Metropolitan News-Enterprise


Friday, August 26, 2016


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C.A. Upholds Disabled Man’s Criminal Threats Conviction




The victim’s knowledge that the defendant was confined to a wheelchair did not preclude a finding that he reasonably feared the defendant would make good on a threat of violence, the Court of Appeal for this district ruled yesterday.

“A person confined to a wheelchair is capable of making a criminal threat,” Justice Kenneth Yegan wrote for Div. Six. “…We have compassion for a person confined to a wheelchair.  However, pain and suffering does not give license to threaten people.”

The court affirmed the conviction of Sergius Apostolos Orloff of Ventura on charges of making a criminal threat and obstructing an officer.

The obstruction charge resulted from a phone conversation between a police officer and the defendant, who suffers from a job-related spinal injury. The officer, David Kelley, had previous contacts with Orloff—who was sentenced to 180 days in jail several years ago for threatening to harm workers’ compensation judges—and was investigating a complaint he had threatened someone else.

Bad Language

According to a transcript introduced in evidence, Orloff told Kelley to “[g]ets [sic] your facts together” and repeatedly referred to the officer using an expletive, as well as an epithet for African Americans, to which the officer responded “Wow.”

He then told Kelley he would be “a dead n—- if you keep this s—- up.”

Kelley testified that he knew Orloff was disabled, but considered his comments a credible threat because he was capable of shooting a gun “to hurt, injure, kill someone,” including the officer.

The victim of the charged criminal threat in the current case, Dennis Masino, was the manager of a CVS pharmacy where Orloff had filled prescriptions. He banned Orloff from the store in February 2014 for verbally abusing other employees on multiple occasions, and said he would transfer his prescription “to any pharmacy he wants,” according to testimony.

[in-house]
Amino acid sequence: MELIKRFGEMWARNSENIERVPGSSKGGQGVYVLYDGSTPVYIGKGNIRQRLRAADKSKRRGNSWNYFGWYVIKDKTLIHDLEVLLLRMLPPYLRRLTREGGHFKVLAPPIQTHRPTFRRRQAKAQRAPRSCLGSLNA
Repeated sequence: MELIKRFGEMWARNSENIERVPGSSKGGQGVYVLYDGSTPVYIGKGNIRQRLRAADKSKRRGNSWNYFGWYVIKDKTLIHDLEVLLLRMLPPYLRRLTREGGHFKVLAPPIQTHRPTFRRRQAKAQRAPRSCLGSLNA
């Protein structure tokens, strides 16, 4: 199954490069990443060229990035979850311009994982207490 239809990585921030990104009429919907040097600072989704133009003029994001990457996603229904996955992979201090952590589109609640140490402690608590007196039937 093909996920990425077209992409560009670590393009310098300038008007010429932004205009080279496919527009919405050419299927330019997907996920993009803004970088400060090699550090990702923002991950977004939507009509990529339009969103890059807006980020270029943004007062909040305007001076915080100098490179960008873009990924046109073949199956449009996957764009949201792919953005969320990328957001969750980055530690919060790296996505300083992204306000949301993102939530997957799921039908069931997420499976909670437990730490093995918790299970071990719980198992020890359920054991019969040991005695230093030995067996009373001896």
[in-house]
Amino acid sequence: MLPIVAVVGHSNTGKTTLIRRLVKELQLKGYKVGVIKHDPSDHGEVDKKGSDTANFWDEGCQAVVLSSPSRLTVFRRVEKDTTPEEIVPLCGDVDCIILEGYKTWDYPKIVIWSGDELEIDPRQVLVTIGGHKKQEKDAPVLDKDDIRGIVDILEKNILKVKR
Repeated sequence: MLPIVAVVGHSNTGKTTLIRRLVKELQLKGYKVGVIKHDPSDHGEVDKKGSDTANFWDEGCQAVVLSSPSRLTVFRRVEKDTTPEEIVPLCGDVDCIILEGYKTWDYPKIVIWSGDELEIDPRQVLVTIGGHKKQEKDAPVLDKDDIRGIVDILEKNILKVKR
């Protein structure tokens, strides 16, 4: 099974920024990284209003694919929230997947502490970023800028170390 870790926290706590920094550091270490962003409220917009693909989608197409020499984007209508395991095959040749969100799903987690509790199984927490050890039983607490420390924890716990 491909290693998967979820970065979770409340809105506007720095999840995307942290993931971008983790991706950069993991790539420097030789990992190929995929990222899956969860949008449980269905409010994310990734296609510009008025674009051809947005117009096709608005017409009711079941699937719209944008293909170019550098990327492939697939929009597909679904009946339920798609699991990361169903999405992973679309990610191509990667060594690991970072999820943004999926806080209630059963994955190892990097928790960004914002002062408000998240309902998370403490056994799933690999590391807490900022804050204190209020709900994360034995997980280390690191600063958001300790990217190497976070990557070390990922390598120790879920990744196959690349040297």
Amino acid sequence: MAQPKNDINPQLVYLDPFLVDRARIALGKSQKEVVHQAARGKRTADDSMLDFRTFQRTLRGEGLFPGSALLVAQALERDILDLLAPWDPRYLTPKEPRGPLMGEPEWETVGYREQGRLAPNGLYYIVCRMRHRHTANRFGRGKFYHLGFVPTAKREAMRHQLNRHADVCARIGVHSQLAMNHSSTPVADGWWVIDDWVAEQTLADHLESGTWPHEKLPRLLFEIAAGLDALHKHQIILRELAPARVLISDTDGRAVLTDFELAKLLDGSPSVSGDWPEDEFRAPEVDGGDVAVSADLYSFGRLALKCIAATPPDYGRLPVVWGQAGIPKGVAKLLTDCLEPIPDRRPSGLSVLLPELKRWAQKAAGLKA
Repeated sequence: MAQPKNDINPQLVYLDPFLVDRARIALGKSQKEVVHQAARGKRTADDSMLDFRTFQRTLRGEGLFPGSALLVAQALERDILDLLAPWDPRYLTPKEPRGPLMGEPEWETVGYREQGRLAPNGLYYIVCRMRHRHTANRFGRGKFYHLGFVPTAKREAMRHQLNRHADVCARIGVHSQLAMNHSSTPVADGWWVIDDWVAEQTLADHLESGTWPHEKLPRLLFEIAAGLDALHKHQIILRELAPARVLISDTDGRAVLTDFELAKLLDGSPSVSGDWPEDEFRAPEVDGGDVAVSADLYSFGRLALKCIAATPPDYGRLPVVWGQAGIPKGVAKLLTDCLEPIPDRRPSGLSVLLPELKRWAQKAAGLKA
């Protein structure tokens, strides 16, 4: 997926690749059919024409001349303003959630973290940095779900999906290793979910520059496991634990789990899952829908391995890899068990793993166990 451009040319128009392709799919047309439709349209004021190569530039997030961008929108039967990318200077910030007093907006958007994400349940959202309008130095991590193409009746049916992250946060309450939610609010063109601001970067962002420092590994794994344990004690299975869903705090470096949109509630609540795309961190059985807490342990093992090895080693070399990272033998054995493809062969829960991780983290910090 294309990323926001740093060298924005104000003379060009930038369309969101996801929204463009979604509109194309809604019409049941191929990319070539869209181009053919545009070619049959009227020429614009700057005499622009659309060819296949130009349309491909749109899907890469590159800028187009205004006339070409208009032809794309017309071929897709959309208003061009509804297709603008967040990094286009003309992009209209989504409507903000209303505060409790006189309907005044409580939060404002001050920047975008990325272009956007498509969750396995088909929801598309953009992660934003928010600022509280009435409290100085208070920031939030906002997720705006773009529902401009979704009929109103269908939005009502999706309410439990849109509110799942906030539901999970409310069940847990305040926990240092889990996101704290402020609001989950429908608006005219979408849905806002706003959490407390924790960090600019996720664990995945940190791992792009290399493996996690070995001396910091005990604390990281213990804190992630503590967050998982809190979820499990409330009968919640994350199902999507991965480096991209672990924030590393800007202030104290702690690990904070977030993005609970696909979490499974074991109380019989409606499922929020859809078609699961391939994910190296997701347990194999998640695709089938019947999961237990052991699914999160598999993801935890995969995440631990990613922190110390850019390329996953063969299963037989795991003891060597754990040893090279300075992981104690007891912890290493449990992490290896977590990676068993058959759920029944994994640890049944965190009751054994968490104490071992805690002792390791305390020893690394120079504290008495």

A short time later, Masino said, he received two phone calls from Orloff about 90 minutes apart. The first time, he told the manager to “expect something when you least expect it,” and the second he said “you’re dead.”

Threat Reported

Masino said he took the threat seriously, reporting it to his district manager and then to police. He also said he began taking new security precautions at the store.

While he knew Orloff was confined to a wheelchair, he explained, “[a]nybody could carry a gun.”

The defendant was found guilty on both counts. Ventura Superior Court Judge Nancy Ayers placed him on four years’ probation, including 365 days in jail.

Yegan, writing for the Court of Appeal, said there was substantial evidence the defendant attempted to deter Kelley from doing his job by saying what he did in response to the officer telling him that he was investigating a threat to a citizen.

There was, he continued, also enough evidence to support the guilty verdict on the criminal threats charge. “Masino reasonably believed that, despite appellant’s disability, he could carry and fire a gun,” Yegan wrote, saying the trier of fact was not required to accept the defense assertion that the death threat was merely “an angry utterance by a disgruntled customer” who was having trouble filling his prescription for pain medication.

Previous Case

The justice went on to say that there was no error in admitting evidence of the threats made by Orloff in connection with his workers’ compensation case, including telling a secretary that the WCJ “better have a policeman available” and that if he didn’t get what he wanted out of the case, he would make the judge “feel what it was like to be him and have a cervical discectomy.” He also left a phone message threatening that the secretary and two WCJs “were going to meet members of the Russian Mafia.”

Yegan agreed with prosecutors that the prior threats were admissible as pattern evidence or to show specific intent, and that the trial judge “did not exceed the bounds of reason” by ruling that the evidence was more probative than prejudicial.

“The evidence showed that, when appellant was frustrated by persons in positions of authority, he responded by making threats of violence,” the justice said, adding that the trial judge gave a proper limiting instruction.

Threats against citizens, peace officers, and judges, he declared, “strike at the heart of government and will not be tolerated.”

The case is People v. Orloff, B266933.


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